The problem that we had before the assessment came into being was that the first time that we saw a candidate’s boat handling and were able to assess their theory knowledge was within the PBI course itself. By stripping this out we are able to focus the PBI course on helping candidates learn how to teach, how to construct sessions, what the key teaching points are around each session and how to structure the course (amongst many other things). This allows us to focus the course on what we want to rather than be distracted by issues that arise from theory/boat handling. It gives us 3 days rather what had become 2 1/2 .

A well run pre assessment tests that you are at the right level and understand where you need to brush up ahead of the PBI course. It will also start to get you thinking as a potential PBI though rather than a very competent powerboater. Whilst pre-assessments and PBI courses will always vary in style according to the Trainer I would be devastated if I couldn’t get an attendee to feel they derived real value from the pre-assessment howsoever experienced they are.

Bear in mind too that there are various outcomes from the pre-assessment, typically these would be:

1) Well done, see you on the course
2) Well done, we’ll see you on the course but make sure/you must you spend time on A, B, C before you attend
3) We’d like you to get more experience in A,B, C before re taking the pre assessment

Of course option 1 is preferred but option 2 is the most common. Option 3 is rare but I’ve had a couple.

If possible attend the pre-assessment about 4 – 6 weeks ahead of the PBI course so as to have time to brush up. Through necessity though many people attend the pre assessment immediately before the PBI. It’s not ideal and carries some risk but is unavoidable for many.

Whilst I can’t really comment on the example given regarding a candidate that was felt to be below the standard I would say that the vast majority of the time that the Trainers running PBI courses get it right.

Whilst it is true that many centres run courses and therefore it is an opportunity to make money I would say that in my experience that Trainers involved with centres have no hesitation in creating an action plan that deals with the areas a candidate may need to work on. After all it takes a long time to become a Trainer so the last thing you would want is a PBI out there running sub standard courses that come to the attention of the RYA for all the wrong reasons. Action Plans are created to address any issues the Trainers identify – Trainers have no hesitation in creating them and there is no shame attaching to them.

As another poster said do report issues to Rachel. Whilst you are unlikely to hear of the specifics of what is then done I can assure you these things are looked into.

As to constructive suggestions:

• Go and sit in on a Level 2 course (you are welcome any time Peter)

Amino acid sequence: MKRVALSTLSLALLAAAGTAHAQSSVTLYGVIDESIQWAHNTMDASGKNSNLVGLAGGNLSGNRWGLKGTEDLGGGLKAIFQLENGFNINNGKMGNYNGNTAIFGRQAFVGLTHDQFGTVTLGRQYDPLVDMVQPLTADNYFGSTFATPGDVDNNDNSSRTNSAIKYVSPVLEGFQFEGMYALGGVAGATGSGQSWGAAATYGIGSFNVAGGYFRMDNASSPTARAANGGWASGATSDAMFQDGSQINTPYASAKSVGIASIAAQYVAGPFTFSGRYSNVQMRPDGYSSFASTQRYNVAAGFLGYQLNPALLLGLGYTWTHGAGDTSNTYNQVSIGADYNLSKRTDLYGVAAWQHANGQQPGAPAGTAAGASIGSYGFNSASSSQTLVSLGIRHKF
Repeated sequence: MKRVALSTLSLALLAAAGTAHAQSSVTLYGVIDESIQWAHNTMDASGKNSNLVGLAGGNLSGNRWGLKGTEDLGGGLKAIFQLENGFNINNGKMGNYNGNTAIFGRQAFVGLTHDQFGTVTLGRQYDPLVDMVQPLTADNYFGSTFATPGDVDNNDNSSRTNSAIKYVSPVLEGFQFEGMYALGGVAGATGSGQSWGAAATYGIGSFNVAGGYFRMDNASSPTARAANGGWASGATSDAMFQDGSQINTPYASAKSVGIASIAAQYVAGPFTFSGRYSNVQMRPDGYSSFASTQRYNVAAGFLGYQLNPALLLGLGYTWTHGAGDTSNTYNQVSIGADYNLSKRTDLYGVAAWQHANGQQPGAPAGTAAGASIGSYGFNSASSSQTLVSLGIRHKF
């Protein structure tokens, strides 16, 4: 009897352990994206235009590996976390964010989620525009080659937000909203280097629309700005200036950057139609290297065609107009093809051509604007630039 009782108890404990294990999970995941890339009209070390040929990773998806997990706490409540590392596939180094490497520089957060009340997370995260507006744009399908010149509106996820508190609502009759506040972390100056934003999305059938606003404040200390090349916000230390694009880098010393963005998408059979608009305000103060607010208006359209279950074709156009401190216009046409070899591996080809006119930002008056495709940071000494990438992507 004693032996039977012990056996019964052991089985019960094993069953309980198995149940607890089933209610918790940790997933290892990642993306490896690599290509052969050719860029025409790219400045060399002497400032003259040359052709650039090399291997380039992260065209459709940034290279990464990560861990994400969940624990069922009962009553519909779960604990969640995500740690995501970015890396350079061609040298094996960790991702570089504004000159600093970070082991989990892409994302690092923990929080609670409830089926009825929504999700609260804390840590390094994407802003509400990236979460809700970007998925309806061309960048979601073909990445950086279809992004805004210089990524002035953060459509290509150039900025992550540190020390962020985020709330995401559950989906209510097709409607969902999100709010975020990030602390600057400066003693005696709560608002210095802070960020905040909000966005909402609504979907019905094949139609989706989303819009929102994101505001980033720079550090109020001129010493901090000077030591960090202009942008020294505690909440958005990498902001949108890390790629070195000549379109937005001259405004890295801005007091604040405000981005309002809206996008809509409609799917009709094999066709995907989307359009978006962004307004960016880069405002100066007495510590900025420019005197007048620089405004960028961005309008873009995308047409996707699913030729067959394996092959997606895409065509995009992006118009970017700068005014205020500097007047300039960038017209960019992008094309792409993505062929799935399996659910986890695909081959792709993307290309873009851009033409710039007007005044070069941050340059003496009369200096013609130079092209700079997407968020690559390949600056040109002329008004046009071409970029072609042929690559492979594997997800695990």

• Get the Logbook and start to think about the sessions. Eg approaching a mooring buoy – what are the key teaching points we want to get across, where would you run the session, what skills would the person need before entering that session (this will all be covered on the course but its great to get your brain working this way)
• Read the books supporting the scheme
• Ensure you are at the level of dayskipper theory
• If you don’t have them Intermediate & Advanced courses are worth doing
• Practice your boat handling and try and do talk throughs as you do it – many find this quite challenging

Think that covers it – any questions feel free to ask and I’ll do my best

Regards, Paul
__________________
Paul Glatzel
Powerboat Training UK, Poole & Lymington & Aquasafe Powerboat School, Lymington

www.powerboat-training-uk.co.uk, www.aquasafepowerboatschool.co.uk
Paul Glatzel is offline   Reply With Quote
Old 23 December 2012, 16:17   #9
Member
 
Country: UK - Scotland
Town: Edinburgh
Length: 4m +
Join Date: Sep 2009
Posts: 8
You mentioned in the original post that you are a gliding instructor already - same here. What may surprise you (it did me) is that there is no "patter" for demonstrating exercises to ensure standardization in the same way as a gliding/instructor would understand. You basically have to make up what you are going to say while doing it - although you have the logbook and instructor handbook to assist.

I also found Paul Glatzel's RYA Powerboat Handbook useful to remind me of some of the things I had learnt previously but had forgotten.

Hope this helps
__________________
grow45 is offline   Reply With Quote
Old 24 December 2012, 10:39   #10
Member
 
Paul Glatzel's Avatar
 
Country: UK - England
Town: Poole
Length: 6m +
Join Date: May 2000
Posts: 406
As you state there is no standard patter for each of the sessions that are run the view being that it is better for Instructors to marry the ability to teach the course with an understanding of the key teaching points per each session. In doing so they then apply their own individual approach to the course rather than a standard one size fits all solution.

Whilst all boats relevant to the powerboat scheme have a core set of handling characteristics that are the same the vast range of locations that courses can be taught, the variety of facilities that are available in each coupled to the variety of boats that can be used necessitates a more fluid approach.

For the last few years new Trainers and those that have gone through update sessions have been aware of the RYA’s preferred training structure for teaching Level 2 and the other courses in the scheme, this is:

EDICTS

E – Explain the session and its aims, reason
D – Demonstrate the manouvre
I – Allow the students to imitate
C – Correct and coach improvement
T – Allow students to practice the manouvre a few times to test they have got it
S – Summarise the key teaching points of the session

There are many such mnemonics but this is the one that is preferred for use by PBIs

Happy Christmas, Paul
__________________

__________________
Paul Glatzel
Powerboat Training UK, Poole & Lymington & Aquasafe Powerboat School, Lymington

www.powerboat-training-uk.co.uk, www.aquasafepowerboatschool.co.uk
Paul Glatzel is offline   Reply With Quote
Reply

Thread Tools Search this Thread
Search this Thread:

Advanced Search

Posting Rules
You may not post new threads
You may not post replies
You may not post attachments
You may not edit your posts

BB code is On
Smilies are On
[IMG] code is On
HTML code is Off
Trackbacks are Off
Pingbacks are Off
Refbacks are Off





Copyright 2002- Social Knowledge, LLC All Rights Reserved.

All times are GMT -5. The time now is 05:17.


Powered by vBulletin® Version 3.8.8 Beta 1
Copyright ©2000 - 2017, vBulletin Solutions, Inc.